Our Glowing Hearts

In the News

CP24 Tonight hosts Reshmi Nair and Nick Dixon discuss the long road back for live events. Jeffrey Moss president of Moss LED in Toronto, and Rob Duncan of Live Event Community discuss the difficulties faced by the live event industries.

Thanks to Moss LED, a portion of every red heart sold will be donated to supporting live event workers and highlight your #LightUpLive #EclaironsLesScenes event last September.

Need help?

Through compassionate and confidential support, the AFC helps Canadian entertainment professionals maintain their health, dignity and ability to work. If you need support for your immediate financial obligations, please reach out, even if you do not meet the guidelines exactly.

The AFC helps Canadian entertainment professionals maintain their health, dignity and ability to work.

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Inconsistent lockdown protocols hamper live performing arts

On the thewholenote.com, author Paul Ennis writes about the devastating effect of closing live performance venues to non-audience activities under the current Ontario stay-at-home order.

Meanwhile, even though many TAPA member companies have temporarily shifted to hybrid theatre, dance and opera models that include livestreaming, pre-recorded film and digitization, “entertainment concert venues, theatres and cinemas (includes drive-in or drive-through events) [are] closed for all purposes, including rehearsing or performing a recorded or broadcasted event, artistic event, theatrical performance or other performance.” However, the letter points out, the Businesses Permitted to Open and Sector Specific Restrictions (14) have allowed film and television to continue to operate: commercial film and television production, including all supporting activities such as hair, makeup and wardrobe.”

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Newsletter

Newsletter – December 31 2020

‘Twas the night before year-end, and all through the land
Not a theatre was open, no props nor stagehand.

The audience was sent home, and so was the cast
The second wave of Covid arrived here so fast.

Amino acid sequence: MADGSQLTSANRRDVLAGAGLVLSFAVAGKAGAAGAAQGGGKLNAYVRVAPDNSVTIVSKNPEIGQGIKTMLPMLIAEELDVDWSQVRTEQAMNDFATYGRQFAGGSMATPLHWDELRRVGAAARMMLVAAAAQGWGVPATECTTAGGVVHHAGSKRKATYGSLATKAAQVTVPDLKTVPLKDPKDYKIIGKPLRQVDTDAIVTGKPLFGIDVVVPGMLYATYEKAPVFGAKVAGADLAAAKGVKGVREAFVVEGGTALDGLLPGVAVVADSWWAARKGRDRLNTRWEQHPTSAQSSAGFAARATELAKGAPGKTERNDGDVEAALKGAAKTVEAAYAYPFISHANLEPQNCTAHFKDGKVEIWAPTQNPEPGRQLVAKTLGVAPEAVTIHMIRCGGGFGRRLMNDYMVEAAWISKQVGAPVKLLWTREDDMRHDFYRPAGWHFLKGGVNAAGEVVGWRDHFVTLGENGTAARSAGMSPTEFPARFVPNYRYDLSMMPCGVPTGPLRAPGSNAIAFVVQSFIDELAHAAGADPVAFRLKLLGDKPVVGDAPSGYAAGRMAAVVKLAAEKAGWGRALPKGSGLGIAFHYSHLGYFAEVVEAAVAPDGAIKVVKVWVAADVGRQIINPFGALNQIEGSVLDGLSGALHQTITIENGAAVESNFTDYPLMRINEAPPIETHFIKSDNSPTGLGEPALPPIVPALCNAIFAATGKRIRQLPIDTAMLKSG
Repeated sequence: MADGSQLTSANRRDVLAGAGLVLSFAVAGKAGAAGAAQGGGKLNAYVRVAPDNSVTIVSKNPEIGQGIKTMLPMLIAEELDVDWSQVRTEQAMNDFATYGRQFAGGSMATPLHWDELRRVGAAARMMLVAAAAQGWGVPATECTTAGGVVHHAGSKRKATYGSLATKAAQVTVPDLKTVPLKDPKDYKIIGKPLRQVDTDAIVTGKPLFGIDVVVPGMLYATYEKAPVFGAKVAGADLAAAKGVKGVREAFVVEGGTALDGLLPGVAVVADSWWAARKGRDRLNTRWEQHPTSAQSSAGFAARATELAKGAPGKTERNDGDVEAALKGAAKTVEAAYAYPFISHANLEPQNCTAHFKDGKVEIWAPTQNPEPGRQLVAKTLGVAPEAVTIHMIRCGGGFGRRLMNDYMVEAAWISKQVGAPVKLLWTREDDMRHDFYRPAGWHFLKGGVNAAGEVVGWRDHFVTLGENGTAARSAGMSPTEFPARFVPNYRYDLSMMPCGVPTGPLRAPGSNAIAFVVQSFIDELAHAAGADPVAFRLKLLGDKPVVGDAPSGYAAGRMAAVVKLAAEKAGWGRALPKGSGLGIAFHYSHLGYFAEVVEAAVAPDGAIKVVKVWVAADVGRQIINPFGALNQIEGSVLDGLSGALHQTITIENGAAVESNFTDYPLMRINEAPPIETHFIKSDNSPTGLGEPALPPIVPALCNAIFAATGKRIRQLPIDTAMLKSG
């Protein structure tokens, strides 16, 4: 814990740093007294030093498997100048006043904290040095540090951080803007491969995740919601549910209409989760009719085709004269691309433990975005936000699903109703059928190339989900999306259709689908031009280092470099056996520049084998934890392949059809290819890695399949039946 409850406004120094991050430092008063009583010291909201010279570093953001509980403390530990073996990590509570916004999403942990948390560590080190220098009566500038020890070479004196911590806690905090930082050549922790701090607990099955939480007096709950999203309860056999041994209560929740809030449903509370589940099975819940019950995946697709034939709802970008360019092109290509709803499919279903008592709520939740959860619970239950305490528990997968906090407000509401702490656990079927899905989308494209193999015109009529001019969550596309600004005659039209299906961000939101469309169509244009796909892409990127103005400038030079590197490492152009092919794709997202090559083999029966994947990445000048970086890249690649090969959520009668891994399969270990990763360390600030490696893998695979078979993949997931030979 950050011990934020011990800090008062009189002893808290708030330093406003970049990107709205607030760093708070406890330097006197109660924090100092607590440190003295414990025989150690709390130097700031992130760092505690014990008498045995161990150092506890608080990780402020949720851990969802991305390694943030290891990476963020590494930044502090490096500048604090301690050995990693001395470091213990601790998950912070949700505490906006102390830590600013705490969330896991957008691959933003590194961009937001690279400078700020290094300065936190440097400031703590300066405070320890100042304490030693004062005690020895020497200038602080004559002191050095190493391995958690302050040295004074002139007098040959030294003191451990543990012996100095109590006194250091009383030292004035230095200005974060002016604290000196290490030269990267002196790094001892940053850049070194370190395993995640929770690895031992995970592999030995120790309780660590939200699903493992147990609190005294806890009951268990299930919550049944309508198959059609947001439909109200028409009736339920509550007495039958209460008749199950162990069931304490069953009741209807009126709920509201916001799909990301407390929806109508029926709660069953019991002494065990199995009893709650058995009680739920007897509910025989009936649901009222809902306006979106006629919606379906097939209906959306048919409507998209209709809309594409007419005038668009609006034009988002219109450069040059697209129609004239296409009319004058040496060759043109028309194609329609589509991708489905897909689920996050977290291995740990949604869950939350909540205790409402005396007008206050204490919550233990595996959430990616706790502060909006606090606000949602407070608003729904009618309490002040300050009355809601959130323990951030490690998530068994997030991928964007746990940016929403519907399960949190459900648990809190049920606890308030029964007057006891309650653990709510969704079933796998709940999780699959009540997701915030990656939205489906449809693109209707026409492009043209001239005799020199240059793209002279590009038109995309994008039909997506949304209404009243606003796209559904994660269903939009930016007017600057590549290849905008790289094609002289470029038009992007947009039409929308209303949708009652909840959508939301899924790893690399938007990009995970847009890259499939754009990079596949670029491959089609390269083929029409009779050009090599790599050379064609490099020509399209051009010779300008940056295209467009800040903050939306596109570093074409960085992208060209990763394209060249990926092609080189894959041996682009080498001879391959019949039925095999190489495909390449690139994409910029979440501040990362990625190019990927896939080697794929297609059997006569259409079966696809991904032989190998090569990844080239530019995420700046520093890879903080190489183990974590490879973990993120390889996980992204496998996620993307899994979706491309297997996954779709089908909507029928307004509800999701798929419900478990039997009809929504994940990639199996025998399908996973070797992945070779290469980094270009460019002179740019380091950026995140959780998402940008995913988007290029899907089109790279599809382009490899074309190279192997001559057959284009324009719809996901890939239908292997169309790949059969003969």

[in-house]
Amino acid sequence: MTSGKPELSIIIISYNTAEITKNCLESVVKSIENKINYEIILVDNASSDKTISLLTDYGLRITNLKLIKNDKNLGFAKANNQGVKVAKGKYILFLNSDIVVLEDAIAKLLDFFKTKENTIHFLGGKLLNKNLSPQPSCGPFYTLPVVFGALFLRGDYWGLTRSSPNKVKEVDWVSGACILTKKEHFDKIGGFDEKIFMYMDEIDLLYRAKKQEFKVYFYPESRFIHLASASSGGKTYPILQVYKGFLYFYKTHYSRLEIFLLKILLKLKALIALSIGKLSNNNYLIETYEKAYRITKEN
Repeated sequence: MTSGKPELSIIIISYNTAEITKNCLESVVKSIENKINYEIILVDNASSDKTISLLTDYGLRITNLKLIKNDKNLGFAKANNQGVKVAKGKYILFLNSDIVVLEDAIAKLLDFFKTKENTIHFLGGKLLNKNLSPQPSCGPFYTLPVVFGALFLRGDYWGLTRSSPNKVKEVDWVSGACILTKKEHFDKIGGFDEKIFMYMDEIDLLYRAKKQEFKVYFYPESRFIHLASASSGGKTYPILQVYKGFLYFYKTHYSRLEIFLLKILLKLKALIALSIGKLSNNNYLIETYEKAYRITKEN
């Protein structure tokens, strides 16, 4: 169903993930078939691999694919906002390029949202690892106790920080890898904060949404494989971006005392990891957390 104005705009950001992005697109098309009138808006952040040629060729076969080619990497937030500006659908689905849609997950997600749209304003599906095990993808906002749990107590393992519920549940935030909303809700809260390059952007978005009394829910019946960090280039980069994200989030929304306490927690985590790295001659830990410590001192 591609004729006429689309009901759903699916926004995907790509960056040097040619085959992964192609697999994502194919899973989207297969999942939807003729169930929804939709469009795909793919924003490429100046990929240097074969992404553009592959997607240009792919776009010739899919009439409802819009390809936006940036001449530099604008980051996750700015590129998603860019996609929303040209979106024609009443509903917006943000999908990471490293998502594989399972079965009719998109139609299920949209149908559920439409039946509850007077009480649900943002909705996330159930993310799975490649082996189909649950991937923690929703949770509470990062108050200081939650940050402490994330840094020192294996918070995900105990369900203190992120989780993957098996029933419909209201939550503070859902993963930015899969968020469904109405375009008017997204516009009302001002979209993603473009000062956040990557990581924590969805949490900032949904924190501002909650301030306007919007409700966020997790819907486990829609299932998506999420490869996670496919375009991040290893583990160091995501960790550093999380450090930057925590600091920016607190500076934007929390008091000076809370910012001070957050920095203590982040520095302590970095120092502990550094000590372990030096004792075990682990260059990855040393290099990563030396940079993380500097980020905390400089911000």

Since Springtime our gigs have been hung out to dry
For live event workers and business we cry.

On CERB cheque! On face mask! On 2 meter distance!
Now vaccine! Now restart! Now start a new project!

Although it’s been tough and a harsher reality
Know that you’re loved by your greater show family.

But let us exclaim, ere we close out the night—
“Happy New Year to all, and to all a bright light!”

with apologies to A Visit from St. Nicholas

As the final hours of 2020 wind down, we want to reach out to all of you – the live event community who have supported each other over the past 10 months – who lit up their office and home windows, arranged large installations and spread the word that our industry is alive and present, despite being closed for much of the year.

Many people have managed to get work in film, television, streaming or virtual events – this is heartening news, but it still doesn’t help most of the million Canadians who work or perform at music halls, cabarets, festivals, rodeos, theatres, convention centres and every other live event that is such an important part of the cultural and economic fabric of our country.

So, tonight we will hold up our red light, continuing to show that live events matter, and that we need the government to continue to provide support until the industry can safely restart. The news is full of photos ops of vaccinations, which should provide hope, but we know that there is much to be done, and that we will be the last to return.